Most kids learn about appropriate behavior and responses “by osmosis” — they observe and respond to the subtle social cues around them, or they recall how they acted in a similar situation. For kids on the autistic spectrum, however, both picking up nonverbal information and then generalizing it to new situations are very difficult.
Social Stories are a tool developed by Carol Gray to give autistic kids a way to preview and practice new or challenging situations. One writes a specifically-formatted “story” about the situation to share with the child, so he knows what to expect and how to act. This simple tool can help any child who is anxious about change.
My 3.5yo is high-functioning autistic and we’ve been using Social Stories for her with great success.
From the Carol Gray website: “A Social Story™ describes a situation, skill, or concept in terms of relevant social cues, perspectives, and common responses in a specifically defined style and format.”
One thing I had not expected was that my neurotypical 5yo daughter would also respond really well to the Social Story format. Most children love a story, even more so a story that features them and their picture in the story. I’ve found it keeps both my girls attention for longer and they remember the story better. New things – going to the dentist, starting school and any time of transition or change can be tackled with a Social Story.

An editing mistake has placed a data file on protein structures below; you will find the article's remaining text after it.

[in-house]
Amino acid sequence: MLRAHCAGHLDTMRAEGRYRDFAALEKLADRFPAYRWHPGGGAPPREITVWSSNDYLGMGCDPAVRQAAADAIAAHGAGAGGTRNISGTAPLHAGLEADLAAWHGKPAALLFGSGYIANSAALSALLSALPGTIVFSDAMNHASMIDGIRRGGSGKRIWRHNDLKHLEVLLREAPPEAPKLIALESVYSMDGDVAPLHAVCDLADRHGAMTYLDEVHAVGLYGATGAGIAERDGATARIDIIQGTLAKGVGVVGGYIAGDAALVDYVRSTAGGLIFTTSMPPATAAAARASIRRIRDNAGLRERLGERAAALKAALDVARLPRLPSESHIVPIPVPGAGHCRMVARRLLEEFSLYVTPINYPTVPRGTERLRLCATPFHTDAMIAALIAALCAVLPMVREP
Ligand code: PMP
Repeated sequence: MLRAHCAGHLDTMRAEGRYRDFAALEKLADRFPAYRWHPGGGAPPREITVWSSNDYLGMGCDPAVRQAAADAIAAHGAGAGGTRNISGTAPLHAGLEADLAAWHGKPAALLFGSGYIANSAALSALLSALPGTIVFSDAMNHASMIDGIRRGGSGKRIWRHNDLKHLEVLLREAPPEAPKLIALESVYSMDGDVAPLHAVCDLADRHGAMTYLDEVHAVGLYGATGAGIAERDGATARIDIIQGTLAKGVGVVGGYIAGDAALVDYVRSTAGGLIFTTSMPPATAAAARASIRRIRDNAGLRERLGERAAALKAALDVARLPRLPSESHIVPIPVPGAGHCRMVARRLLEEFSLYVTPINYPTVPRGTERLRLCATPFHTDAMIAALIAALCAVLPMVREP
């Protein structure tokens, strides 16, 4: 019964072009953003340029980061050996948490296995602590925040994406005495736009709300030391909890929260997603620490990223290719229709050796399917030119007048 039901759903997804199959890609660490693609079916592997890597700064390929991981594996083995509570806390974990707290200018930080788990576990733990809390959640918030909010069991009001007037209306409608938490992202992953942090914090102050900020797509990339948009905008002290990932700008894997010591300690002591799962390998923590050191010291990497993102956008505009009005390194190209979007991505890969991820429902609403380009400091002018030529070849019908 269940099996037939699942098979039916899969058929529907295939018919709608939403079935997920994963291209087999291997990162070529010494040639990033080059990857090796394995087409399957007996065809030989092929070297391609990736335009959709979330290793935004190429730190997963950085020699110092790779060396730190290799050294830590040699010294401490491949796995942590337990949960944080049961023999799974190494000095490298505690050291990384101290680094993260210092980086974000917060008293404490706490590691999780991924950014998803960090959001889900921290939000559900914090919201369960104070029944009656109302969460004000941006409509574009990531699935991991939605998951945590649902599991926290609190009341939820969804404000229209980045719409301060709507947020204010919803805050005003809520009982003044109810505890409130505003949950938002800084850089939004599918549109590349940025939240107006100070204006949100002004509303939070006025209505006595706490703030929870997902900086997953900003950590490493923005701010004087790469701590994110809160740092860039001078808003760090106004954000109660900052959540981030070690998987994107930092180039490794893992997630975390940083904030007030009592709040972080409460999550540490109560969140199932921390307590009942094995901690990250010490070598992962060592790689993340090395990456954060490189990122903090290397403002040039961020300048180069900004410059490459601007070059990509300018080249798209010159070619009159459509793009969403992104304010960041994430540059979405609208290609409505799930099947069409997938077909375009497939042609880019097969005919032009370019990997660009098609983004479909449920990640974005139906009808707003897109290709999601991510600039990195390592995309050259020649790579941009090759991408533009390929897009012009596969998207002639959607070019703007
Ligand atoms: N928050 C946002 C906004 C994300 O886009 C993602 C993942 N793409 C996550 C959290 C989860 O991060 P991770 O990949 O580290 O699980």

We all appreciate knowing how something will work in advance and what to do if things are not going how we thought they would. It is so simple to put together a story especially with digital cameras and images from Google or Flickr and really worth the payoff of making transitions easier for everyone.
Be sure to drop by Marita’s blog — she has posted some example stories there.
We often use an abbreviated version with our kids: an index card with a bulleted list of reminders for a situation that’s familiar, but new enough that some coaching is in order.
If any of you have experience with Social Stories, either the “official” version or your own interpretation, I’d love to hear about it in the comments.